In the patient controlled epidural analgesia (PCEA) group (N=60), where patients received PCEA in conjunction with GA, intraoperative analgesia was started before skin incision by epidural bolus dose of 0.1 mL/kg of 0.125% bupivacaine/fentanyl 10 µg/mL, followed by continuous infusion of 0.1 mL/kg/h of 0.125% bupivacaine/fentanyl 5 µg/mL until the end of surgery. Postoperative analgesia was provided through PCEA for 72 h postoperatively (background infusion of 0.1 mL/kg/h of 0.125% bupivacaine/fentanyl 3 µg/mL, bolus dose of 3 mL, lockout interval was set at 20 min).

The technique of thoracic epidural

Before induction of GA and under strict aseptic precautions, thoracic epidural catheter was inserted using a 16 gauge, Tuohy epidural needle by a paramedian approach. T8–T9 interspace was chosen for the injection. Skin at insertion site was anesthetized by 3 mL of lidocaine 1%, the epidural space was identified by the loss of resistance technique, the catheter was introduced ~2–4 cm into the epidural space, and epidural test dose of 3 mL of lidocaine 2% with 1:200,000 adrenaline was injected to confirm its position. The epidural was loaded with 0.1 mL/kg of 0.125% bupivacaine/fentanyl 10 µg/mL to obtain T4 sensory level; if the injected dose was not enough to achieve T4, another dose of 0.05 mL/kg was injected.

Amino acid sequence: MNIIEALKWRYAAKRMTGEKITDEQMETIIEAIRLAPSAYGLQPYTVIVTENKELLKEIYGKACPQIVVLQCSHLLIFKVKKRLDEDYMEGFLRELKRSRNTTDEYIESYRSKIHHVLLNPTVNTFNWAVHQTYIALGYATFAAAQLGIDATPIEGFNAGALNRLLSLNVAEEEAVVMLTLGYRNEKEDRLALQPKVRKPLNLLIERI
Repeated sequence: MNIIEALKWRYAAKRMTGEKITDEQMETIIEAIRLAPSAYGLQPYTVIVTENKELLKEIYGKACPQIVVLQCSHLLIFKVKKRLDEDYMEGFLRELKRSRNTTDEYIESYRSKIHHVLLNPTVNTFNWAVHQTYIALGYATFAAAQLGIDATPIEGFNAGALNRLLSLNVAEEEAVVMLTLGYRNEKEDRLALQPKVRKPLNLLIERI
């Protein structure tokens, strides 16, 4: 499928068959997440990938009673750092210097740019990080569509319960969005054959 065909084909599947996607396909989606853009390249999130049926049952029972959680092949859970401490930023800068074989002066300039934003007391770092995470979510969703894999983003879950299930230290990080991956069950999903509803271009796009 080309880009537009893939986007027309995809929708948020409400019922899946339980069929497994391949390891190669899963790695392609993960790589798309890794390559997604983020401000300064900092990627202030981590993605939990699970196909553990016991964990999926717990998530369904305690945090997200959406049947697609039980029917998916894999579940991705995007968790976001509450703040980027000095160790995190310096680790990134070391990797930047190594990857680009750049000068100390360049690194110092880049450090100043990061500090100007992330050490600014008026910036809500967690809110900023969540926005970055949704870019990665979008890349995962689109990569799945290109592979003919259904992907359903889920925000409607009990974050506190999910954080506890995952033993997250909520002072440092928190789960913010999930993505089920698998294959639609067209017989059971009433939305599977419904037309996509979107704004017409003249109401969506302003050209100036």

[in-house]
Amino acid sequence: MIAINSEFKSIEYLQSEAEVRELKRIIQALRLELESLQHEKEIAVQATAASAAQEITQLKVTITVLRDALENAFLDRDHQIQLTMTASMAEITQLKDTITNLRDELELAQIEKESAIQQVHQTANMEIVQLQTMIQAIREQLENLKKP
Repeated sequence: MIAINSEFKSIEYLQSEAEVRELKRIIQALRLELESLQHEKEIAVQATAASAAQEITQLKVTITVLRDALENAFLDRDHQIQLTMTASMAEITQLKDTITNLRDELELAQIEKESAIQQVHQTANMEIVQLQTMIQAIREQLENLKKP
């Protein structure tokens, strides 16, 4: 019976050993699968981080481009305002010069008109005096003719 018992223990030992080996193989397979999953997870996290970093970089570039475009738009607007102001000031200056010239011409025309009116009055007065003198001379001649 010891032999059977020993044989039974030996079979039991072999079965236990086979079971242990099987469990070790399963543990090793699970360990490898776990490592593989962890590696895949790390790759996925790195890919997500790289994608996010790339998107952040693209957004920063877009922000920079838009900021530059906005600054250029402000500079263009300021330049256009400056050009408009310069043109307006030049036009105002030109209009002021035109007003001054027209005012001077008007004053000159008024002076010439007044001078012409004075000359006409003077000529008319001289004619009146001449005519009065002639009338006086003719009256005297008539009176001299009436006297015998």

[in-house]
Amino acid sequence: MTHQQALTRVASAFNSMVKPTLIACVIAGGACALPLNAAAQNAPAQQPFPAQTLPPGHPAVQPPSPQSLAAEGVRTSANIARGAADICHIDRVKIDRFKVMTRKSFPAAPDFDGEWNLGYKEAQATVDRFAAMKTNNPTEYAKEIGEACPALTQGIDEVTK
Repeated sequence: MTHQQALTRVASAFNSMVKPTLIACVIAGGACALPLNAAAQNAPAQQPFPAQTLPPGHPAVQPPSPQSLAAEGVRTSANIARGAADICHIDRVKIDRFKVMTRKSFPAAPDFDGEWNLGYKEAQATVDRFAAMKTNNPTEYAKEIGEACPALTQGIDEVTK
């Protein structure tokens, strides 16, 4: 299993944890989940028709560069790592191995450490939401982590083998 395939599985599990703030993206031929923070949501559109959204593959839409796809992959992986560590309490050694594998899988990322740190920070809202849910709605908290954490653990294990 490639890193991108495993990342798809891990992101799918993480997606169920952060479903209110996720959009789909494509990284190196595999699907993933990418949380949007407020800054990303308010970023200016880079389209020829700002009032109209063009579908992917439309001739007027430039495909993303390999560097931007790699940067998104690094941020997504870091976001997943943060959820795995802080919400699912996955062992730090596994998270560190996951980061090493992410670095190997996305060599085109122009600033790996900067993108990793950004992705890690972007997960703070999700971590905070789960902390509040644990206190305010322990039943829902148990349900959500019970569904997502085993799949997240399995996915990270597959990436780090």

GA

After preoxygenation for 3 min, anesthesia was induced with IV propofol (1.5 mg/kg) and fentanyl 2 μg/kg. Tracheal intubation was performed after adequate neuromuscular blockade with cisatracurium 0.15 mg/kg. Anesthesia was maintained by isoflurane 1–1.5 minimum alveolar concentration (MAC); cisatracurium 0.03 mg/kg was administered when indicated. Fentanyl 0.5 μg/kg was given to maintain HR and blood pressure within 20% of the basal value. Patients were mechanically ventilated to maintain end tidal CO2 between 35 and 40 mmHg. The inspired oxygen fraction (FIO2) was 0.5 using oxygen-and-air mixtures. At the end of surgery, neuromuscular block was antagonized in all patients with neostigmine 0.05 mg/kg and atropine 0.02 mg/kg and finally the patients were extubated in the operating room. Hypotension was determined as systolic blood pressure <85 mmHg and was managed with IV ephedrine 0.1 mg/kg. Bradycardia was determined as HR slower than 50 beats/min and was taken care of by atropine 0.01 mg/kg.

All patients were admitted to the surgical intensive care unit (ICU), and were followed up for 2 weeks by the following observations:

  1. 12-lead ECG was recorded daily and if there was any suspicion of ischemic attacks.
  2. Vital signs were recorded every 1 h in the ICU.